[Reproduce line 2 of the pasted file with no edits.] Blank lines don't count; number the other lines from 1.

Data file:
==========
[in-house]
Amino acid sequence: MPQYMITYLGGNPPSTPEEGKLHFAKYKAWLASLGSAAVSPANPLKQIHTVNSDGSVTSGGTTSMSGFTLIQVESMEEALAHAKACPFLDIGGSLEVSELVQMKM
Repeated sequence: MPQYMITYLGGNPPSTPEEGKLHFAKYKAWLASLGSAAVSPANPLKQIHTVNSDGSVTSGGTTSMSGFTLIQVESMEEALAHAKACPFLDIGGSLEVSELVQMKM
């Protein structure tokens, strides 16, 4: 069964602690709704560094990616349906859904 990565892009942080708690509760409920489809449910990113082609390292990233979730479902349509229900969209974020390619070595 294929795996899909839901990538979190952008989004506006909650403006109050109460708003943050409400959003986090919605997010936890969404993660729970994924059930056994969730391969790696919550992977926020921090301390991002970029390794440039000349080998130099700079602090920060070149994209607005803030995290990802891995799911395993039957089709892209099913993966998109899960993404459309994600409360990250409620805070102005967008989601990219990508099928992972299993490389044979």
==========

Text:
Amino acid sequence: MPQYMITYLGGNPPSTPEEGKLHFAKYKAWLASLGSAAVSPANPLKQIHTVNSDGSVTSGGTTSMSGFTLIQVESMEEALAHAKACPFLDIGGSLEVSELVQMKM